How to Make 3 a.m. Feedings EasierKatlyn Joy |25, April 2012
Ask any bleary-eyed new parent what is the hardest adjustment of parenthood and among the top three answers will be a variation of "sleep deprivation."
However, there is little any one can do. Babies cannot sleep for long stretches in those eternal early months, no matter the urban legend about your cousin's best friend's niece who slept through the night from nine days of age.
There are methods for handling the madness that is the middle of the night feeding however. Ways exist which can ease the nightly terror of waking to a baby's cries and shrieks from hunger.
1. Keep nights dark and days bright. Your baby won't learn day from night for awhile, but training does start now. Do not go in to the nursery in the middle of the night and turn on a bright lamp. Nor should you draw every curtain and noon time nap. Let your baby adjust to the natural daily rhythms of light and dark.
2. Don't amuse, engage or play when it's bedtime. Do the business at hand, and go back to the business of sleeping. Don't get animated, talk in bright loud tones, or pull out some musical toys at 2 a.m. Nurse your baby, give your baby his bottle, change the diaper and slip out as if you were wanted in four counties.
3. Set up a well stocked night-time feeding nook. Have a space set aside to comfortably feed your baby. Have a rocker, a foot stool, burp cloths, a nightlight and anything else you might just need for the nightly buffet. Having everything close at hand will simplify your night time routine. Nothing is worse than trying to hunt for a pacifier or a clean nipple for baby's bottle at 2:39 a.m. when you can barely peel your eyelids from your eyes.
4. Prepare bottles at dinner time so everything is ready to go. When you are getting the last bottle ready before baby goes down for the night, go ahead and prep the middle of the night bottle. Have it measured, poured and ready to go. If you use powdered formula, have a pre measured amount of water in a second bottle. Mix and feed when it's time. Put the bottle and formula in your feeding nook.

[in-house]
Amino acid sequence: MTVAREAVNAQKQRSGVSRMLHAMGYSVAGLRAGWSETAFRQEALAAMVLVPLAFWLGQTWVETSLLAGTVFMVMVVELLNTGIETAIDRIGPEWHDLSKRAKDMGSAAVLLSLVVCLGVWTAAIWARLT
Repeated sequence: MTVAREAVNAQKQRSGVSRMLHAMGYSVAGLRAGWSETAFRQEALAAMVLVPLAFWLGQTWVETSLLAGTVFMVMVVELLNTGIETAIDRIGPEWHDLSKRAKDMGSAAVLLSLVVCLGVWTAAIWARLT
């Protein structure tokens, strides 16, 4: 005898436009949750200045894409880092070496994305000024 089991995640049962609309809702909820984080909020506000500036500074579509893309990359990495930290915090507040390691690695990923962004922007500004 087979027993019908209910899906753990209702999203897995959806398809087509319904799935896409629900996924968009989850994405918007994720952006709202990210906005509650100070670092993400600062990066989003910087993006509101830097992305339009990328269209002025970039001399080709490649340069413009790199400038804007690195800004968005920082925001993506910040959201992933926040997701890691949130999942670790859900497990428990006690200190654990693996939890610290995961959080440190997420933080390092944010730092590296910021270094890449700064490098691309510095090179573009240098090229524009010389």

5. Keep a flashlight handy, slippers on your side of the bed and your robe within reach. You don't want to wake the whole household while you trip and stumble down the hall in your sleep. By keeping the essentials in a regular spot you never have to waste moments looking.
6. Work out the feeding schedule before bed. If you and your partner take turns feeding baby during the middle of the night session, discuss before turning out your lights who has next. This will help save valuable time later.
7. Don't let baby cry too little or too much before going in to feed her. If you respond to every tiny whimper, you are training baby to expect you to always comfort him when in reality you do want your baby to learn some self-soothing skills. At the same time, you don't want your baby to wake fully into a complete rage or break down into complete teary despair either. Know your baby's cries by listening and paying attention to how he sounds when he's tired, hungry, pooped, or bored.
8. If baby has an internal alarm clock, go ahead and set yours. If your baby waked every night dutifully at 2: 15 a.m. then consider setting a gentle sounding alarm for 2:10 a.m. to give yourself a bit of a head start.
9. Have some diversions for Mom and Dad in the nursing nook. Magazines, movies that are quiet, even a crossword puzzle can keep your eyes open for twenty minutes or so to get you through the feeding.
10. Take time off once in a while. Let your partner take over for a whole night to give yourself a rest. Breastfeeding? Pump a few bottles and get a solid several hours of sleep in a row. The "in a row" part will make you feel twice as rested as normal. Get Grandma to step in one night. Just allow yourself a chance to relish a real night's sleep once in awhile.
While nothing will make middle of the night feedings truly easy, remember the truth that this stage will end. It only seems forever right now! Soon baby will go for hours without needing fed and you will have the chance to dream about something besides bottles and burping.
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